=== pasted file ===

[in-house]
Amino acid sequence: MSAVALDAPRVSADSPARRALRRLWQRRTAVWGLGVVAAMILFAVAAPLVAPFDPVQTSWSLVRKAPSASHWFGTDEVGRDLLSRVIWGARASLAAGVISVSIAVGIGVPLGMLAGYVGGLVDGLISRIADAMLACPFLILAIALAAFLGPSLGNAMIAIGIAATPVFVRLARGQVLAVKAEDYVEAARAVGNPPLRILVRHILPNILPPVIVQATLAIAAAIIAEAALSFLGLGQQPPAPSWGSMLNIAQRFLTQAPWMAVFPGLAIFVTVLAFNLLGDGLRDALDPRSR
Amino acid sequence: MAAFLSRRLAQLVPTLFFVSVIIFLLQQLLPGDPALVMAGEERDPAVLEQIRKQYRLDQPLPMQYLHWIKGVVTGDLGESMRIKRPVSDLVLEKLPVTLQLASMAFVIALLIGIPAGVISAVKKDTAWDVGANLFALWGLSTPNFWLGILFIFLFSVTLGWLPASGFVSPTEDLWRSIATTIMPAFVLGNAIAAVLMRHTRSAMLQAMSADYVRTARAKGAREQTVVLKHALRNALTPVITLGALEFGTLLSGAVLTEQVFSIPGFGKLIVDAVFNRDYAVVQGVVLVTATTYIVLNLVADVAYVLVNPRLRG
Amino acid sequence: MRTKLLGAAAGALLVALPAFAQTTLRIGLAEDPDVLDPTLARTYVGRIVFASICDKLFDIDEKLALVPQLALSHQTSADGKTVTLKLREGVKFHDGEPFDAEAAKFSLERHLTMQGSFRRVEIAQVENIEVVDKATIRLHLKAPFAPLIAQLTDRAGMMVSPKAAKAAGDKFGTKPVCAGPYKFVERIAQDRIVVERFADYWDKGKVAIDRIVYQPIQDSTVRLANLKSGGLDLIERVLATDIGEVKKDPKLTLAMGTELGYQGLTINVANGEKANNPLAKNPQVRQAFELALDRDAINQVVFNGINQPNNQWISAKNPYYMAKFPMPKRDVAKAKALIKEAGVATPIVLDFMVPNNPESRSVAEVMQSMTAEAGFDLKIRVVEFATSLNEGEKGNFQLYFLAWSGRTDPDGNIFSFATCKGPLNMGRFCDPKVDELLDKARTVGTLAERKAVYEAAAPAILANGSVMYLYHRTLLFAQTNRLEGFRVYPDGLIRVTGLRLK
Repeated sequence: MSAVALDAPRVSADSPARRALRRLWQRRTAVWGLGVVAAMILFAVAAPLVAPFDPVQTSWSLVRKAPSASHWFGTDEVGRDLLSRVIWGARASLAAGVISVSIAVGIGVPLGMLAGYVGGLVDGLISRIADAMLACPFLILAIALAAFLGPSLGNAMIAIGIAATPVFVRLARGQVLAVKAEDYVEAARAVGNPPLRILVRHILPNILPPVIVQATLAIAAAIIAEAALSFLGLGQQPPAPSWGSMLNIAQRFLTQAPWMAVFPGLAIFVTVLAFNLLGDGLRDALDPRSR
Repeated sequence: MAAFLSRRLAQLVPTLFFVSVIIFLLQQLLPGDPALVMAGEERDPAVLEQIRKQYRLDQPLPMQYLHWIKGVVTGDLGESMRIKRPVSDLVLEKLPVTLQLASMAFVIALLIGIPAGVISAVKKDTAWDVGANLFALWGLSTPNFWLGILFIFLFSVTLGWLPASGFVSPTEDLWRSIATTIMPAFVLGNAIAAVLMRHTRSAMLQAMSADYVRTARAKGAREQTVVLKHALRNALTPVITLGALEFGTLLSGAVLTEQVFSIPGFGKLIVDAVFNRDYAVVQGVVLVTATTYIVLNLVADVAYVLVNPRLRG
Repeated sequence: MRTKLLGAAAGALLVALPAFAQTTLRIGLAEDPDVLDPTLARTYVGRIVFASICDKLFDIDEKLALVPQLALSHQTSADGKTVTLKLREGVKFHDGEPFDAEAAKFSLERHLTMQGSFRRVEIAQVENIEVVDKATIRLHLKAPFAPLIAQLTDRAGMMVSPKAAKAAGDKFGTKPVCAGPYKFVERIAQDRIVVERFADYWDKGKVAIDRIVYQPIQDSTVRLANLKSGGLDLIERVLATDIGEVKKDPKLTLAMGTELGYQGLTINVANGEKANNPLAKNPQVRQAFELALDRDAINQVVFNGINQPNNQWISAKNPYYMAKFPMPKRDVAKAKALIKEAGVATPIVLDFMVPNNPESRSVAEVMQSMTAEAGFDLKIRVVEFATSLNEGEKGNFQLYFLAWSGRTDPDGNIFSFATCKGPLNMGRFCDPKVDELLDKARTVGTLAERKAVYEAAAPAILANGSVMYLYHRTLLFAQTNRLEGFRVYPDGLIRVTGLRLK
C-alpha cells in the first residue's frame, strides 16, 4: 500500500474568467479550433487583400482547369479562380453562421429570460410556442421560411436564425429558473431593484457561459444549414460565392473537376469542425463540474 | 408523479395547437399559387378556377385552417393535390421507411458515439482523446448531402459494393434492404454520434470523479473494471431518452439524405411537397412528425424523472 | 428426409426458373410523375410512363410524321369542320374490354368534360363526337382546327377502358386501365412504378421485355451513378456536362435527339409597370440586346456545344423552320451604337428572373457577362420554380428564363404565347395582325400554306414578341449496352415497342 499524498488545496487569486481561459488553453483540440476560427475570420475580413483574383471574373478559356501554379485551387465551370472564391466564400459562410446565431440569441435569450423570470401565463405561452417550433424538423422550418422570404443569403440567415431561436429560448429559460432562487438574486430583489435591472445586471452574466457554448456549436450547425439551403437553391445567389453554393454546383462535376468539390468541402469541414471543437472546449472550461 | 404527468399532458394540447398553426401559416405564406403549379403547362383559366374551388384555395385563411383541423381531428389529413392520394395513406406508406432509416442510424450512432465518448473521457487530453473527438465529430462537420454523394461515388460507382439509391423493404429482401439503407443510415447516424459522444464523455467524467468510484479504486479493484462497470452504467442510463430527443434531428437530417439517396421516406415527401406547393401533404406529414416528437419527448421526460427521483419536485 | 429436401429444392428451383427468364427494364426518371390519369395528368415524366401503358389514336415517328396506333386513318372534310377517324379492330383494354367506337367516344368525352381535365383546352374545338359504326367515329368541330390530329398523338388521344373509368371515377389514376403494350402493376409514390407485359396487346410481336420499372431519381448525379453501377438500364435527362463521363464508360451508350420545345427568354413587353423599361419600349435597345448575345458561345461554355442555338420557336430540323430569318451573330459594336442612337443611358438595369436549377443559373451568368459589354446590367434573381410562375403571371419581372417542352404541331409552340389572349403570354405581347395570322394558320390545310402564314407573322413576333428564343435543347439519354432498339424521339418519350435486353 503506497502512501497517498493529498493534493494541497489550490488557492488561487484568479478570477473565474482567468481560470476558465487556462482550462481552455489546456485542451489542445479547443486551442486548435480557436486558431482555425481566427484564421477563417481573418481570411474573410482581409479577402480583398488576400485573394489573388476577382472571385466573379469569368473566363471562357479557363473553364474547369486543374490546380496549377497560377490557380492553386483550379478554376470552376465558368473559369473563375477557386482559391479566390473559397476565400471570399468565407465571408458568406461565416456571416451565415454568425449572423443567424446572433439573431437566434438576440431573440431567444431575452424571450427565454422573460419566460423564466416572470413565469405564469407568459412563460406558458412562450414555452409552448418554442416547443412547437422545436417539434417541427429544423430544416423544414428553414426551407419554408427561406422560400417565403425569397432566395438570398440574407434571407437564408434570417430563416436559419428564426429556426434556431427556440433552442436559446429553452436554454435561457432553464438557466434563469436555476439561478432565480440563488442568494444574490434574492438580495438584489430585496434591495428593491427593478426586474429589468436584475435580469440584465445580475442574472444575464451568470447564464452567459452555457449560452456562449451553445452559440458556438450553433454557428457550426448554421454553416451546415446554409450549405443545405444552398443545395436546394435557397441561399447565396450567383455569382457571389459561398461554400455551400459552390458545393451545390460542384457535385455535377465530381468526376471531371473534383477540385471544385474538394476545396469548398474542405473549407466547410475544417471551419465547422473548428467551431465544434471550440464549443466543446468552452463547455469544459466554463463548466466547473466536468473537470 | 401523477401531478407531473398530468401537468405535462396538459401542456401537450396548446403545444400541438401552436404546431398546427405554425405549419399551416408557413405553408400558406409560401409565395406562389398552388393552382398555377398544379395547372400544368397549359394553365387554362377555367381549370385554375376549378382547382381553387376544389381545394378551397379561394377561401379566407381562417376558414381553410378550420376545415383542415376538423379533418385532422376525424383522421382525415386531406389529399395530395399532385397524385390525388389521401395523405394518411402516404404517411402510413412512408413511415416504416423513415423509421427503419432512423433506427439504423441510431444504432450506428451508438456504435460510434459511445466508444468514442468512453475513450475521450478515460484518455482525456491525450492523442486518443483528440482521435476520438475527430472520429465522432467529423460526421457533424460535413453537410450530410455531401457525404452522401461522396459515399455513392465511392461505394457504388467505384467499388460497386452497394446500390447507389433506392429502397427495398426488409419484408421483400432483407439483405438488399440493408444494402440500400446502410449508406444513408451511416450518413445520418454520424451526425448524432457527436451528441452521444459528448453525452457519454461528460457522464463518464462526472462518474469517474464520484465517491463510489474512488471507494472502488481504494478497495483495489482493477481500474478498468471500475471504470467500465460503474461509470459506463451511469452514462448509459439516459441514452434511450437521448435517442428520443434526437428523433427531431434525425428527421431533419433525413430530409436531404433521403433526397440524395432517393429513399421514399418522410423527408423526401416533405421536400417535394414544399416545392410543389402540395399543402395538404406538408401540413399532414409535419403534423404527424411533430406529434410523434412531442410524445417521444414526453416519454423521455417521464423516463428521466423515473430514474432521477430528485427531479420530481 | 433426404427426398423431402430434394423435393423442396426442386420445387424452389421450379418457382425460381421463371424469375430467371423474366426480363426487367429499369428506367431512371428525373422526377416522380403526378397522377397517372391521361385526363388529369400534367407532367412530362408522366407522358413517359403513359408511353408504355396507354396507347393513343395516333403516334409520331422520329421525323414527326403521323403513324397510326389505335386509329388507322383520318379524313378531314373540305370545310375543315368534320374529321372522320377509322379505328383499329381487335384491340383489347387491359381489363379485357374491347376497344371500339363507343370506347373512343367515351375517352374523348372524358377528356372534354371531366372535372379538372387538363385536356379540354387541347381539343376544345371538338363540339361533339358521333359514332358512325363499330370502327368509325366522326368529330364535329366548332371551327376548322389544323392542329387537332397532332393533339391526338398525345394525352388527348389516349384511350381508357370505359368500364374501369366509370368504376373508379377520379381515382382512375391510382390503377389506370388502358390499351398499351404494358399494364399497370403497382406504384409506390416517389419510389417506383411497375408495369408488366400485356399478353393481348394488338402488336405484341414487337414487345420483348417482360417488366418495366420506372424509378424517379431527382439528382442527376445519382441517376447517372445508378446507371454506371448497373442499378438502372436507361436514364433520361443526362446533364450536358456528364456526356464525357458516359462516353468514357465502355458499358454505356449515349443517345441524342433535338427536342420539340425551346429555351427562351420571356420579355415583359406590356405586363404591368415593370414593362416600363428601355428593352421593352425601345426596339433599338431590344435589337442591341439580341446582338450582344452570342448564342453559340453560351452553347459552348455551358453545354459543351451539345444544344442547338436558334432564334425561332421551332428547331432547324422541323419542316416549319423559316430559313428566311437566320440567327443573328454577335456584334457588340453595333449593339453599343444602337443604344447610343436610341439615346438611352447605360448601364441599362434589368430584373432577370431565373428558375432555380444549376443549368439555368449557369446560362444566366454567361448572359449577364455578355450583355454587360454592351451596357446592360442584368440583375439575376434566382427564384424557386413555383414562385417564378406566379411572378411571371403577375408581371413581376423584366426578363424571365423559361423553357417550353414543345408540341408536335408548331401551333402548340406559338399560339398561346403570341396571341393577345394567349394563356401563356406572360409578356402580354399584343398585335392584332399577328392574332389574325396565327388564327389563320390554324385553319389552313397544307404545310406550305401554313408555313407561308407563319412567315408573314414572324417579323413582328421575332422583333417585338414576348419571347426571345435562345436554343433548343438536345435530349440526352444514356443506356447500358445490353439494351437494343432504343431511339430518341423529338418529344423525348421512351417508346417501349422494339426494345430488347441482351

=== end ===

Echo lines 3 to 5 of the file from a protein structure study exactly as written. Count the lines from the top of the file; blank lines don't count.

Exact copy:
Amino acid sequence: MAAFLSRRLAQLVPTLFFVSVIIFLLQQLLPGDPALVMAGEERDPAVLEQIRKQYRLDQPLPMQYLHWIKGVVTGDLGESMRIKRPVSDLVLEKLPVTLQLASMAFVIALLIGIPAGVISAVKKDTAWDVGANLFALWGLSTPNFWLGILFIFLFSVTLGWLPASGFVSPTEDLWRSIATTIMPAFVLGNAIAAVLMRHTRSAMLQAMSADYVRTARAKGAREQTVVLKHALRNALTPVITLGALEFGTLLSGAVLTEQVFSIPGFGKLIVDAVFNRDYAVVQGVVLVTATTYIVLNLVADVAYVLVNPRLRG
Amino acid sequence: MRTKLLGAAAGALLVALPAFAQTTLRIGLAEDPDVLDPTLARTYVGRIVFASICDKLFDIDEKLALVPQLALSHQTSADGKTVTLKLREGVKFHDGEPFDAEAAKFSLERHLTMQGSFRRVEIAQVENIEVVDKATIRLHLKAPFAPLIAQLTDRAGMMVSPKAAKAAGDKFGTKPVCAGPYKFVERIAQDRIVVERFADYWDKGKVAIDRIVYQPIQDSTVRLANLKSGGLDLIERVLATDIGEVKKDPKLTLAMGTELGYQGLTINVANGEKANNPLAKNPQVRQAFELALDRDAINQVVFNGINQPNNQWISAKNPYYMAKFPMPKRDVAKAKALIKEAGVATPIVLDFMVPNNPESRSVAEVMQSMTAEAGFDLKIRVVEFATSLNEGEKGNFQLYFLAWSGRTDPDGNIFSFATCKGPLNMGRFCDPKVDELLDKARTVGTLAERKAVYEAAAPAILANGSVMYLYHRTLLFAQTNRLEGFRVYPDGLIRVTGLRLK
Repeated sequence: MSAVALDAPRVSADSPARRALRRLWQRRTAVWGLGVVAAMILFAVAAPLVAPFDPVQTSWSLVRKAPSASHWFGTDEVGRDLLSRVIWGARASLAAGVISVSIAVGIGVPLGMLAGYVGGLVDGLISRIADAMLACPFLILAIALAAFLGPSLGNAMIAIGIAATPVFVRLARGQVLAVKAEDYVEAARAVGNPPLRILVRHILPNILPPVIVQATLAIAAAIIAEAALSFLGLGQQPPAPSWGSMLNIAQRFLTQAPWMAVFPGLAIFVTVLAFNLLGDGLRDALDPRSR